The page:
1. Make sure you complete adequate assessment so you have a solid idea of where to start instruction. The National Council of Teachers of Mathematics offers an effective overview of the basic strands of mathematics instruction for all grade levels: numbers and operations, algebra (don’t panic- this includes sorting, classification, and patterns at lower grade levels), geometry, measurement, and data analysis and probability. They also emphasize the importance of problem solving and reasoning.
2. Make the content meaningful. If your child has musical interests, create authentic problems related to music. For instance, you could compare the number of black to white keys on a piano, solve problems related to how many keys are not used when playing a melody, or determine how many two-note chords are played per minute. Use proper names that trigger some association for your child (such as siblings, parents, and friends). Make the problems humorous or include a competitive angle, depending upon your child’s characteristics; I find that kids enjoy problems portraying a bit of friendly competition with others. (If you don’t know how to write effective word problems, use commercially prepared materials and adapt the questions.) Remember to introduce kids to multi-step problem solving as early as possible.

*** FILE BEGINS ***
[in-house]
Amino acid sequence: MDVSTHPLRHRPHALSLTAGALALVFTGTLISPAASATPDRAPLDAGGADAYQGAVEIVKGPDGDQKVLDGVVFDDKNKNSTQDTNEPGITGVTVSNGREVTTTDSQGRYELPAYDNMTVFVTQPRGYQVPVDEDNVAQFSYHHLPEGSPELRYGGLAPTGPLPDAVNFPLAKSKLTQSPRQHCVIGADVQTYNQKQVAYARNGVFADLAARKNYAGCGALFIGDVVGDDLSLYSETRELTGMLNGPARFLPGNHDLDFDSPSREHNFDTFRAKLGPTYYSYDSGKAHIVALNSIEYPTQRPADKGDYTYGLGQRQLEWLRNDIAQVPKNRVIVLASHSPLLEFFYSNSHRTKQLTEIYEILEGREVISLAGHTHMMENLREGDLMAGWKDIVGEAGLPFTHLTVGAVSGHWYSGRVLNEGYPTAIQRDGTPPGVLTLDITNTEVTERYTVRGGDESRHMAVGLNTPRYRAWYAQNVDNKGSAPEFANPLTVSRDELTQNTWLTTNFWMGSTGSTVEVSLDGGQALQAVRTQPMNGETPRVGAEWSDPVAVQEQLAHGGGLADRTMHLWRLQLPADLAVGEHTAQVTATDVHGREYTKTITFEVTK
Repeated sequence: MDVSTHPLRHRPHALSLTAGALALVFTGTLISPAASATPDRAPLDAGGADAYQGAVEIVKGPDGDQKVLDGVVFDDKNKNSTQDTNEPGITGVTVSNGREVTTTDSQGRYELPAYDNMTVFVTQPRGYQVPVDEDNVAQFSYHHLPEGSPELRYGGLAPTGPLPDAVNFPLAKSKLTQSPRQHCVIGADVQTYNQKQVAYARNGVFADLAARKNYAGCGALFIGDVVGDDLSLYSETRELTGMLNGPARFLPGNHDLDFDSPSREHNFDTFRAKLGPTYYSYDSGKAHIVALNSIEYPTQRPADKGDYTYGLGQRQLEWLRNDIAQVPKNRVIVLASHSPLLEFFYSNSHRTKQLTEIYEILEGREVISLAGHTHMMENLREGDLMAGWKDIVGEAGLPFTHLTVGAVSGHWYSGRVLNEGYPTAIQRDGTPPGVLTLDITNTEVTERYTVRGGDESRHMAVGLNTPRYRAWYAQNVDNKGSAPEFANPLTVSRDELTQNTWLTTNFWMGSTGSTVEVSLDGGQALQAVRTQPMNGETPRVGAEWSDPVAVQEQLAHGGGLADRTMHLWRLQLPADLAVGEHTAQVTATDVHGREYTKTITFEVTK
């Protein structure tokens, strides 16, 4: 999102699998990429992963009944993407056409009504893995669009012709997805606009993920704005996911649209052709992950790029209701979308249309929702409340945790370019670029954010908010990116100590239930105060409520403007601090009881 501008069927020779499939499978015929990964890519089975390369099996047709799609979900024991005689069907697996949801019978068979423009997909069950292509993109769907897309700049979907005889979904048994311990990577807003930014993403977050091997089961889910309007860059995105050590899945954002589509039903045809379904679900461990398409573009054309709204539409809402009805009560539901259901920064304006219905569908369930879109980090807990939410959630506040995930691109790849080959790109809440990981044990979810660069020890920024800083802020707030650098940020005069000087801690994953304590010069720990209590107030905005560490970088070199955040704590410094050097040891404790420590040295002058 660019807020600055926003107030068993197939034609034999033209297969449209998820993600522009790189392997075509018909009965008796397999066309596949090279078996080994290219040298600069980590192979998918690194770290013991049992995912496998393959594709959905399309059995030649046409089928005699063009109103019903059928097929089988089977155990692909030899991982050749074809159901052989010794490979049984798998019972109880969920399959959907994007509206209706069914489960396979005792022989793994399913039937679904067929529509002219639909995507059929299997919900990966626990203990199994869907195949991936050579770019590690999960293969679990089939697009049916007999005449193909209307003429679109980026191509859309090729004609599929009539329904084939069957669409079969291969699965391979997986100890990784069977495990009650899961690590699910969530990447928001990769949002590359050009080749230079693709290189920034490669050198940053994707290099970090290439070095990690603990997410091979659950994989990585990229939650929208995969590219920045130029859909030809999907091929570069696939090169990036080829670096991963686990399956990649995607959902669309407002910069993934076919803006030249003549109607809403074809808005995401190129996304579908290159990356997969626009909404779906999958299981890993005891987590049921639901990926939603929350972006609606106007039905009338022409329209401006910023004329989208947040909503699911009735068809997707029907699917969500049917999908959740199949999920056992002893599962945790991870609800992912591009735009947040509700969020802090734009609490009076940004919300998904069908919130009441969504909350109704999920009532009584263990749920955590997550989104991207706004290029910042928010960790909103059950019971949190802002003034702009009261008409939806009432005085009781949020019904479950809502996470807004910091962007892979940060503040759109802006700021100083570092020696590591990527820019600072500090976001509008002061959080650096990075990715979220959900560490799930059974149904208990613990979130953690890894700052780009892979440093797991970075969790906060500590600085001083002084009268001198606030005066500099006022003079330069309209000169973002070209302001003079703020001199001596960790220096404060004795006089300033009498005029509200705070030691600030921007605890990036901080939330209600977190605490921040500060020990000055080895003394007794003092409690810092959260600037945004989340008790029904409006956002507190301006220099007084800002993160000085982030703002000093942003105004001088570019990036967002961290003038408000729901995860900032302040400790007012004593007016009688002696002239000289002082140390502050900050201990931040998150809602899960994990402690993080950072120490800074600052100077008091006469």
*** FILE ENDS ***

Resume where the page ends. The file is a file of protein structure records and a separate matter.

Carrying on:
3. Make practice meaningful without being deadly. Start with guided practice until the student demonstrates mastery, then practice over time for long-term retention. Achieve higher levels of automaticity by using timed fluency of math facts, letting your child fill in graphs of progress. Have kids complete the smallest number of problems necessary to gain competence and show retention. Successful focus on 10 problems is far superior to desultory performance on 25 problems. Avoid cluttered pages. Avoid pages with so much content that your child is stressed as soon as they see the assignment.
4. Make sure you include reasoning and interaction as your child works on math. You could film your child’s explanations while problem solving and watch them as a review of skills, an assessment, or to coach younger siblings.
5. Make time for breaks. Home-schooling allows you flexibility in scheduling math when your child is most alert. You may also provide more frequent breaks (and brain breaks) for a child who is easily fatigued or distracted. Use a timer so your child can see when breaks will occur.
6. Make effective use of technology and games. Use online resources which allow for experimentation and use of manipulatives. Math Is Fun, National Library of Virtual Manipulatives, and Illuminations are three of my favorites. Some kids with attention problems may be overly distracted by certain manipulatives, but it is important to find those that work effectively for your child. Consider creating a digital portfolio for the school year. Your child can help decide which math work and videos to include (see #4 above). Check out the websites in my Technology Cools section.
Are these suggestions helpful? Do you have any other tips for readers?